by Catherine Gilbert Murdock
Houghton Mifflin Books for Children
This epistletory novel tells the history of the remote kingdom of Montagne from multiple points of view. Fortitude, better known as Trudy, has a secret and little understood ability to sense the future. She's grown up in a tiny remote village of Bacio, and is madly in love with Tips, the youngest son of a struggling miller's family. Tips has gone off to join the military so that he can save up enough money to get married. In the meantime, soft-pated Princess Wisdom, nicknamed Dizzy, is in the midst of marriage negotiations with the prince of a neighboring kingdom.
I liked Trudy enormously, and and was really intrigued by her magical power. Dizzy annoyed me instantly. I had hoped that Dizzy would eventually come into her own, and stop being such a brainless idiot, but sadly, that never happened. I was rooting for Trudy and Tips to sort everything out. I was shocked when it was revealed that Tips had been lying to Trudy the entire time, and was working for a traveling circus instead of soldiering. I was even more surprised when it turns out that Dizzy has a natural skill as an acrobat and she runs off with Tips!!! So disappointing.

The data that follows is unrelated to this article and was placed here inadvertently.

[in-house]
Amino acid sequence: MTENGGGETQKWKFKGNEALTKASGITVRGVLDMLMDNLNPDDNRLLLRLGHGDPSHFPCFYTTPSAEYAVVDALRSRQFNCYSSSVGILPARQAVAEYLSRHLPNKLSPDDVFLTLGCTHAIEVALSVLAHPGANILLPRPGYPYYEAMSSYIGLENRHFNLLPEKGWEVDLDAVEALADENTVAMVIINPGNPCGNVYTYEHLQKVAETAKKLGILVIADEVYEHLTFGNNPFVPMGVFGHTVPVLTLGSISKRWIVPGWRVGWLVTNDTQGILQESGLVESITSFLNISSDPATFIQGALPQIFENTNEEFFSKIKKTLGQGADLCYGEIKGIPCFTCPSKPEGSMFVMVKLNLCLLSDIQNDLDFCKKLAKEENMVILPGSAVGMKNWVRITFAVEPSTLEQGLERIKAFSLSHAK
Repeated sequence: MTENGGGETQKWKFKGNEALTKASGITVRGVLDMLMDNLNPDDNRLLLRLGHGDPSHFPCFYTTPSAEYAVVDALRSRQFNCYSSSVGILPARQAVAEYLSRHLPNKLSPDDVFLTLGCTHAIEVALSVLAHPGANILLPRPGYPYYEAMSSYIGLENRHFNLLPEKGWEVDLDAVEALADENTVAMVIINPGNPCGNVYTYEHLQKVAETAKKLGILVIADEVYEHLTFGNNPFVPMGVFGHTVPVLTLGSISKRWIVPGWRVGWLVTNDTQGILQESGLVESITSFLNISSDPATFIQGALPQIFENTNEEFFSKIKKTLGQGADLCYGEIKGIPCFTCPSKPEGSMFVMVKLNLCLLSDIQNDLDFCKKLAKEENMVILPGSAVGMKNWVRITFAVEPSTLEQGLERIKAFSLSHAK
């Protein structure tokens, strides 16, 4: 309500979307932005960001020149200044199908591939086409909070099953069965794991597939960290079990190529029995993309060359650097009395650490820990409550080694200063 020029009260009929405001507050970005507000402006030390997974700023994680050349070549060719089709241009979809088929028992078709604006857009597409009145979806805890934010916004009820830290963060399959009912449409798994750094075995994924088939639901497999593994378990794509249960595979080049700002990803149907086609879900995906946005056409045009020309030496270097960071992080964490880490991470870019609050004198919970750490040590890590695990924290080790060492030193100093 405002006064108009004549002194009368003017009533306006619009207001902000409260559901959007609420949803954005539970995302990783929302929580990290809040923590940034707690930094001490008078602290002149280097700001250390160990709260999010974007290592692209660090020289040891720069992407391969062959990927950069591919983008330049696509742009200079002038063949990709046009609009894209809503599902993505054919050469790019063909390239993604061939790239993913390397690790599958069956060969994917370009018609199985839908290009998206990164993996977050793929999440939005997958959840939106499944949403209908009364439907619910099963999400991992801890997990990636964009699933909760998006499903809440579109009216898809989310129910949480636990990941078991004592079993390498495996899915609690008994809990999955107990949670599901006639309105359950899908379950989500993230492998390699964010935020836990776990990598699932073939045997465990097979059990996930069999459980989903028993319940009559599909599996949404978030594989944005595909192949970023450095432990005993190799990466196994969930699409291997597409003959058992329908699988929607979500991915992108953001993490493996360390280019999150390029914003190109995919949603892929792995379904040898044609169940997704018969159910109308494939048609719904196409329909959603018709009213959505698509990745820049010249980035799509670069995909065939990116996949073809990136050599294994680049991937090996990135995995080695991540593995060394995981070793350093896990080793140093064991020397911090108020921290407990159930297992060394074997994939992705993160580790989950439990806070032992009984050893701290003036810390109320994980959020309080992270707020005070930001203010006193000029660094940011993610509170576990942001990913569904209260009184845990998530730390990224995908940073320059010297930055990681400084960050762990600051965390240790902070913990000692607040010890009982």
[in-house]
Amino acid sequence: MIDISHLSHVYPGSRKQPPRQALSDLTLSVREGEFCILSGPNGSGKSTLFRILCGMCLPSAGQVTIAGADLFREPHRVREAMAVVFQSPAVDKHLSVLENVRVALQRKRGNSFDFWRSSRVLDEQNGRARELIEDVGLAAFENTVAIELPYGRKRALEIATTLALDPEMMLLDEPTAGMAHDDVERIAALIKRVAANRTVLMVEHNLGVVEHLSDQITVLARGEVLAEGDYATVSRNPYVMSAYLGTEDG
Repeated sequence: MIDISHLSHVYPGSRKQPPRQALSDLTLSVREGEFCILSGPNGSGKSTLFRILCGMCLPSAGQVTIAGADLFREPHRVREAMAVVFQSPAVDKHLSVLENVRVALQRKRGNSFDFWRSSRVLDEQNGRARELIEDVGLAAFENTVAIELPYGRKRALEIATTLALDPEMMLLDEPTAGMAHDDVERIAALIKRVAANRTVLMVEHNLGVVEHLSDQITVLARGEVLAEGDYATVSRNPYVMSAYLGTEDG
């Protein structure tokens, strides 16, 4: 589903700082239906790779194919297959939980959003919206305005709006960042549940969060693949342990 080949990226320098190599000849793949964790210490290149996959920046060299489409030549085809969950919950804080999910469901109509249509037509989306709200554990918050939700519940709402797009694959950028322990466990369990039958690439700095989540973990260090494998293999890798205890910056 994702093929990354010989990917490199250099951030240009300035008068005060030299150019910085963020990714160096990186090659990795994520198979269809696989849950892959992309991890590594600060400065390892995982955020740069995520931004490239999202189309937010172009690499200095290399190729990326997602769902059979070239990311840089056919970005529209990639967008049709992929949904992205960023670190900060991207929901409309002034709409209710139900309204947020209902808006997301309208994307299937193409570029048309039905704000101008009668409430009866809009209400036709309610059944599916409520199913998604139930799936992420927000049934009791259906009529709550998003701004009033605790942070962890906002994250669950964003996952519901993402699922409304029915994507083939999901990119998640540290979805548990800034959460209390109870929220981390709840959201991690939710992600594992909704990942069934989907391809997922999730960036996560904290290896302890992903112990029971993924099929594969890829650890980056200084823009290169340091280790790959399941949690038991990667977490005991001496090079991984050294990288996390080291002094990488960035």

Wisdom's Kiss has been compared to The Princess Bride, and I can see why. They aren't entirely dissimilar, especially those portions that are written as if from a history book in the far future. There's a deliberately grand and pompous tone to Wisdom's Kiss that I did find rather fun. I was distracted by references to other European countries, though. I know my European geography enough that all I could think about was where is Montagne supposed to be? Is it Monaco? Someplace that is now Belgium? I almost wished that the book had taken place in a completely alternate world.
It was hinted that the naming convention of using virtues for women's names might be something that only happened in royal families, and that Trudy (a.k.a. Fortitude) would be revealed to be related to Dizzy and her grandmother Ben. Instead it turns out that Trudy's mother happens to be from the same capital city. Big whoop. The other "big reveal" at the end, is that Tips' mentor Sir Felis el Gato is known by the nickname of "Puss in Boots." What??? Is this supposed to be a novel-length re-telling of Puss in Boots? I have to say, despite the purportedly magical cat, royal families and unlikely romantic match-ups, I still didn't see that connection at all.
A nice story for most fantasy readers, I suspect that this book would have appealed to me more had I read the companion novel, Princess Ben. Despite it's lack of polish, the political intrigue, plot twists, faint hints of romance and Renaissance-like magical setting make for a nice addition to most fantasy collections.
I received a free copy of this book from the publisher.